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Would Dingell’s legislation overturn Mass v EPA? (Pt. 4)



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The larger issue put in play by Mass v EPA is whether EPA must set national ambient air quality standards (NAAQS) for CO2 and other greenhouse gases. This is not obvious at first glance, but is well known to policy insiders.

EPA’s first step in regulating an air pollutant under Section 202 is to make a “judgment of endangerment.” Any EPA regulation of CO2-emission rates from motor vehicles would have to include, and be based upon, an official judgment that CO2 emissions “endanger public health or welfare.” In setting such standards, Section 202 directs EPA to take account of technological feasibility and cost. This is one reason plaintiffs argued that EPA regulation of CO2 emissions from cars would not adversely affect the U.S. auto industry.

What plaintiffs conveniently neglected to mention is that an endangerment finding with respect to CO2 emissions under Section 202 would trigger regulatory action under other Clean Air Act provisions. The most important such provision is Section 108, the cornerstone of the NAAQS program. Whereas Section 202 standards are emission rate (grams per mile) standards, Section 108 standards are pollution concentration (parts per million) standards. That is, a NAAQS specifies how many parts per million (or billion) of a substance is allowable in the ambient air. The NAAQS program requires States to adopt policies that will reduce concentrations of the pollutant of concern to the allowable level. And here’s the kicker: In setting NAAQS, EPA is prohibited from taking cost and technological feasibility into account.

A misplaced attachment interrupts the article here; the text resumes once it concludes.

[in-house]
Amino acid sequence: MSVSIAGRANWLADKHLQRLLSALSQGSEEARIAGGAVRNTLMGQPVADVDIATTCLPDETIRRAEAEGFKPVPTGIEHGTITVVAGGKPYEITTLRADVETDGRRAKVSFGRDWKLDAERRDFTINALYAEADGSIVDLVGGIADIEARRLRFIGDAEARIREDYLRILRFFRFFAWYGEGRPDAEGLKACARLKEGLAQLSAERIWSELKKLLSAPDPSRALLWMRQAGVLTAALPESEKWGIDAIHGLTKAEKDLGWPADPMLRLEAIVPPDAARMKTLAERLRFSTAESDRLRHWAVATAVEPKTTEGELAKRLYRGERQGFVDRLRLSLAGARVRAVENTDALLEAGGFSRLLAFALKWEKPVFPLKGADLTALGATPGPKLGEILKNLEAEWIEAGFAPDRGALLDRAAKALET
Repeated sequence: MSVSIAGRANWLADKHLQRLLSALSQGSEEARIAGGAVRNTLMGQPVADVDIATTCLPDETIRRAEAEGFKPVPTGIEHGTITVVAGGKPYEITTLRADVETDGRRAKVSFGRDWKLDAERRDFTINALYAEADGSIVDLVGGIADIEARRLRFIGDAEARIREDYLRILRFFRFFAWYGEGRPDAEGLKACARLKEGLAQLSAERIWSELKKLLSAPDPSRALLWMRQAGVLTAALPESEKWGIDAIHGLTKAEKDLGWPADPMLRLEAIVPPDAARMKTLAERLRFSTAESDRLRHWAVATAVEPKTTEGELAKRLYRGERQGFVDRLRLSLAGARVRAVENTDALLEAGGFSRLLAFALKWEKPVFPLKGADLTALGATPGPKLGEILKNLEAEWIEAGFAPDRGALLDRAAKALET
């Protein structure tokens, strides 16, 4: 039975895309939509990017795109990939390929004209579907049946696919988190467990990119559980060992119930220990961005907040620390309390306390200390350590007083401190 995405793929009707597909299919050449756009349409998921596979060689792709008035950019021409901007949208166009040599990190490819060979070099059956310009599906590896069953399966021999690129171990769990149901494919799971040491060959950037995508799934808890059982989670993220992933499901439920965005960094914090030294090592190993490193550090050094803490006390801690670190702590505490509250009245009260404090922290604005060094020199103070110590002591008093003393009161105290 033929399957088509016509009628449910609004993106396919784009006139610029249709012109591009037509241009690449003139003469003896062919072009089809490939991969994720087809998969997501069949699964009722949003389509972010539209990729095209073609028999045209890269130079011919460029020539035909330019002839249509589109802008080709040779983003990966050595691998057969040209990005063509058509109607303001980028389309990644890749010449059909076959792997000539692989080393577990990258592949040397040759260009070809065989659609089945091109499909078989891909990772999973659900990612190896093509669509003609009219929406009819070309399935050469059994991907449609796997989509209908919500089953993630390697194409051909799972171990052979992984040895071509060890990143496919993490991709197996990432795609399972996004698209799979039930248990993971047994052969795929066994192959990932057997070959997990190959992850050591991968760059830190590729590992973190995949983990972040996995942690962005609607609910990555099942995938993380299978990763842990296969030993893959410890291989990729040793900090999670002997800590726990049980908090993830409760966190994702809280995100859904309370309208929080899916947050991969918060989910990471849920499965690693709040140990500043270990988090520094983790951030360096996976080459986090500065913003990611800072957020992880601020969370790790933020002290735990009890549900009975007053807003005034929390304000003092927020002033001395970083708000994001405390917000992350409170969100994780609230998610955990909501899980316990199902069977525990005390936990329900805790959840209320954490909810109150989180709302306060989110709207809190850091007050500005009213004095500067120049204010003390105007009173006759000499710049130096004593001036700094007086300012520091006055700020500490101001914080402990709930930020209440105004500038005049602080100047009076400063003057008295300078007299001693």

The majority in Mass v EPA has created a regulatory Pandora’s Box. Consider that the Kyoto Protocol, which by some estimates could cost the U.S. economy hundreds of billions annually, would only slow the increase in CO2 levels. One prominent alarmist estimated that it would take “thirty Kyotos” to stabilize CO2 levels. Plaintiffs in Mass v EPA argued that current CO2 levels endanger public health and welfare. That’s also what Al Gore and every other alarmist continually tell us.

So if EPA were to undertake a NAAQS rulemaking for CO2, the agency would face enormous pressures to set the standard below current atmospheric levels. However, there is no known way to lower atmospheric CO2 concentrations short of major global de-industrialization.

At the very least, establishing NAAQS for CO2 would give the Kyoto crowd carte blanche to demand ever-more onerous government meddling in energy markets and political constraints on economic growth. Would even de-industrializing America be enough to save the planet? “Probably not,” our greener friends would say, “but every little bit helps.”

That the winning plaintiffs in Mass v EPA view their lawsuit as a step towards economy-wide CO2 regulation under the NAAQS program is no mere matter of logical inference. In 2003, three of the State AG plaintiffs, including lead attorney Tom Reilly of Massachusetts, filed a notice of intent to sue EPA unless it initiated a NAAQ rulemaking for CO2.

Title VII of the Dingell-Boucher draft legislation aims to keep Pandora’s Box shut. Dingell states the common sense of the matter when he says that GHG emission standards for cars are effectual fuel economy regulations, that only one agency should regulate fuel economy standards, and that that agency should be the one with the longest experience and most expertise in the field: NHTSA, not EPA or CARB.

Dingell denies that his legislation would overturn Mass v EPA, noting that it does not contest the majority’s opinion that EPA has authority under the Clean Air Act to regulate CO2. What the legislation would do, however, is preempt an EPA rulemaking under Section 202. That would forestall—perhaps indefinitely—an EPA judgment of endangerment—the trigger for a NAAQS rulemaking with limitless potential to shut down economic growth.

Too bad we can’t have Title VII without the 35 billion gallon bio-fuel mandate, low-carbon fuel standard, new fuel economy standards, and flex-fuel mandates. Political reality is seldom pretty, and from this free-marketer’s viewpoint, it gets uglier by the day.



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